ABOUT RED SNAPPER
The red snapper is an iconic American fish native to the western Atlantic Ocean and the Gulf of Mexico. It can grow to 40 inches in length, weigh up to 50 pounds and live for as long as fifty years. It’s preferred habitat changes as a snapper matures. Newly hatched fish stay in shallow waters, then move to low-relief habitats like oyster beds. As they get older, they move to rocky bottoms, ledges or coral reefs, including the artificial reefs formed by offshore oil rigs and shipwrecks, and eventually on to deeper waters. In Spanish-speaking Latin America, red snapper is called huachinango or pargo.
Snappers have been harvested off the southeastern United States for well over a century and they are extremely popular with both commercial and recreational fishermen. The result, of course, has been overfishing, which reached its low point in the late 1980s and resulted in the institution of new rebuilding plans that limited annual catches, prohibited catching juvenile fish and improved conditions for reproduction. As a result, the snapper appears to be on the road to recovery. The Monterrey Bay Aquarium’s Seafood Watch recommends seeking out wild red snapper from the Gulf of Mexico rather than from the South Atlantic.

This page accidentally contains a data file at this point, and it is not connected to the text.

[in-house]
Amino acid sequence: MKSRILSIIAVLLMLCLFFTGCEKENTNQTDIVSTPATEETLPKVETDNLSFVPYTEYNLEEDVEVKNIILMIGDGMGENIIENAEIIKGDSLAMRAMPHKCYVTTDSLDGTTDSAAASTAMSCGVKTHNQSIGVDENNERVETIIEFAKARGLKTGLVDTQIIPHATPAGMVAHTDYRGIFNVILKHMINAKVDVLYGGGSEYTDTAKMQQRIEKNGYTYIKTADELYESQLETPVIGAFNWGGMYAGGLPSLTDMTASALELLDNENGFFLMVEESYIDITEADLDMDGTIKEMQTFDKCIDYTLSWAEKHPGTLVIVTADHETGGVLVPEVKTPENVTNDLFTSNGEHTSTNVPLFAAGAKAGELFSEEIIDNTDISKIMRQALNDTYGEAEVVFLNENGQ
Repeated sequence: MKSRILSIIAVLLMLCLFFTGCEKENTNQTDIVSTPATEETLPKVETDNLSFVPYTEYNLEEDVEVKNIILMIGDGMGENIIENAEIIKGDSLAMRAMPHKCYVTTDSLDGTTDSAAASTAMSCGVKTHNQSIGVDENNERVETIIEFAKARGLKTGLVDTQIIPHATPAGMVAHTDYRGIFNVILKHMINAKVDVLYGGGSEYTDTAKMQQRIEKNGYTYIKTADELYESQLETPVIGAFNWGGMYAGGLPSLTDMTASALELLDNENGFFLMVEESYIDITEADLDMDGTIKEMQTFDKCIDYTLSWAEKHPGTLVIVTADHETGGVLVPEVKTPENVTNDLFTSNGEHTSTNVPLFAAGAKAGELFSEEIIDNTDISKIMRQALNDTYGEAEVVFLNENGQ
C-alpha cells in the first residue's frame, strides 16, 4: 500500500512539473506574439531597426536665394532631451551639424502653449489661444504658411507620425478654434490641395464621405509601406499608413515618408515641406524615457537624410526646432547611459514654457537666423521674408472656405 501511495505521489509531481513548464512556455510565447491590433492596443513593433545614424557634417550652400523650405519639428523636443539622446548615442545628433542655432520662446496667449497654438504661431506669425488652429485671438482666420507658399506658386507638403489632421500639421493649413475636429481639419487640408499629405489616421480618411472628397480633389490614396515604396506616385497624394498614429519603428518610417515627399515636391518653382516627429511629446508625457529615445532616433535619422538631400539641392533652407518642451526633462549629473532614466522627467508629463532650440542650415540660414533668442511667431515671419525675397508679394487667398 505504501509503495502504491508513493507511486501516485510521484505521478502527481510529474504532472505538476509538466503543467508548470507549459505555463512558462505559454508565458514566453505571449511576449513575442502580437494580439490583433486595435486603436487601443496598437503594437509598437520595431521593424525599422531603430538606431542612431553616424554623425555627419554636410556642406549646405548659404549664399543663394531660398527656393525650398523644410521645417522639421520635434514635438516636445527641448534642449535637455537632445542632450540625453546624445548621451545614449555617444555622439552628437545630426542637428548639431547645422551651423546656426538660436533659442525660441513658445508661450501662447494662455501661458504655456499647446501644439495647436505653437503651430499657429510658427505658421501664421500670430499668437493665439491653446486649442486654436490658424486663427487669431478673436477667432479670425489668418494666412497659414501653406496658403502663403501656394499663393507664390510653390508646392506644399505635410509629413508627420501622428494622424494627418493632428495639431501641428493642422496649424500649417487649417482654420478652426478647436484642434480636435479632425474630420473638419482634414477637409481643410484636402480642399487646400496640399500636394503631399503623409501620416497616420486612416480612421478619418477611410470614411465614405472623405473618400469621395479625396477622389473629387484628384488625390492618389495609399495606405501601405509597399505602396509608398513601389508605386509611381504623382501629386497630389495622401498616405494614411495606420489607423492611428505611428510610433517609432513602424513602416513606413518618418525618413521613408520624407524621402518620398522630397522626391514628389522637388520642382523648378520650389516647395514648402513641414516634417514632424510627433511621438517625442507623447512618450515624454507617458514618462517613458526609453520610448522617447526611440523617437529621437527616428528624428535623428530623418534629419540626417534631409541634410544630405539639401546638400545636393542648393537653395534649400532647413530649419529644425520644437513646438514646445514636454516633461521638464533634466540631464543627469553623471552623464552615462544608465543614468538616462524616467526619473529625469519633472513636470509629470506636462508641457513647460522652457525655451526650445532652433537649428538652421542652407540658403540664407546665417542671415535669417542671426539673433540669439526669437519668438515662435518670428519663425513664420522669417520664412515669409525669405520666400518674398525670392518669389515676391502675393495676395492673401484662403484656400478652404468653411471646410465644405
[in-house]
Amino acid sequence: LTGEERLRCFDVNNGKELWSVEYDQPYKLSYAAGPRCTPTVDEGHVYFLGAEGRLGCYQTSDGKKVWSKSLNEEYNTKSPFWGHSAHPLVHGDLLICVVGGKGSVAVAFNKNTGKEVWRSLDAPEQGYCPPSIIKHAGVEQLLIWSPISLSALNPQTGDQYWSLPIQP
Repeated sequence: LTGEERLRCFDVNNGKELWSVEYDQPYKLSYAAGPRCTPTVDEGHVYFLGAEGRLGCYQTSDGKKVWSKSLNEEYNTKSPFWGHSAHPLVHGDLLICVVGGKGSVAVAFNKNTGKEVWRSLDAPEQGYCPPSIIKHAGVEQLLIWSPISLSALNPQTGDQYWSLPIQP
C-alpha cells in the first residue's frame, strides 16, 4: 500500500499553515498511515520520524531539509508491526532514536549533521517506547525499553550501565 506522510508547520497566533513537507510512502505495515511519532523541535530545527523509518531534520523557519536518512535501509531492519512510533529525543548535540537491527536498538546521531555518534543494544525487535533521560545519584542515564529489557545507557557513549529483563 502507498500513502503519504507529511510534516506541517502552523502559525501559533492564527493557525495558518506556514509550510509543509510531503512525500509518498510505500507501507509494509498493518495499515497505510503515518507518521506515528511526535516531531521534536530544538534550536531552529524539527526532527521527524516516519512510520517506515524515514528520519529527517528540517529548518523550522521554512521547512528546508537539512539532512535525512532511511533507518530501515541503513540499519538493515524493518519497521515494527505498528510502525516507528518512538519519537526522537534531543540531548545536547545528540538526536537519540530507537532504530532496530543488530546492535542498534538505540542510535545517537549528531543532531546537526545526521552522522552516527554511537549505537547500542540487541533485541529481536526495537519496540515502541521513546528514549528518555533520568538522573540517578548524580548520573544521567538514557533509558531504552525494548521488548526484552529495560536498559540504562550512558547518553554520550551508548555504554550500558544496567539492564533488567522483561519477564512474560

So, how to bake a big snapper…
Party menus often include more than one entree to accommodate differing food preferences among guests. For the cook, this means juggling multiple balls as serving time nears. You need to choose dishes that not only complement each other, but that also demand space in different appliances and require your attention at different times. If, for example, you are grilling a butterflied leg of lamb, roasting a whole fish is a logical choice. Not only does fish offer a welcome alternative to red meat, but it is cooked indoors and, once it has gone into the oven, it requires little attention other than to remember when to take it out.
Your fish monger may not always have snappers this large, so if you are planning to do a whole fish for a party and want the, dare I say, splashy presentation, order your fish in advance. If you are living in a New York City apartment, you may also want to check the size of your oven – some will not accommodate a big fish. Two smaller fish can be substituted if necessary. And you also can go even larger, if your oven and baking dish are accommodating. For an 8 pound snapper, double the amount of any sauce and bake the fish for 1-1/2 hours. Striped bass, bluefish or any other whole fish can be substituted in the recipes that follow. Refrigerate the fish as soon as you get it home.
For a big fish, it’s useful to have an oven proof baking dish that is attractive enough to serve from. While moving a 4 pound fish from pan to platter can be done, it’s disappointing if your beautiful fish breaks to bits mid air during the transfer. This is even more of a problem if you choose to grill the fish since the skin often sticks to the grill grate. To grill a large fish, slide it onto a cookie sheet and transfer to a heated grill (the charcoal should be glowing red, with white ash and no flames). Cover and grill fish, without turning, until it is cooked through, about 45 minutes.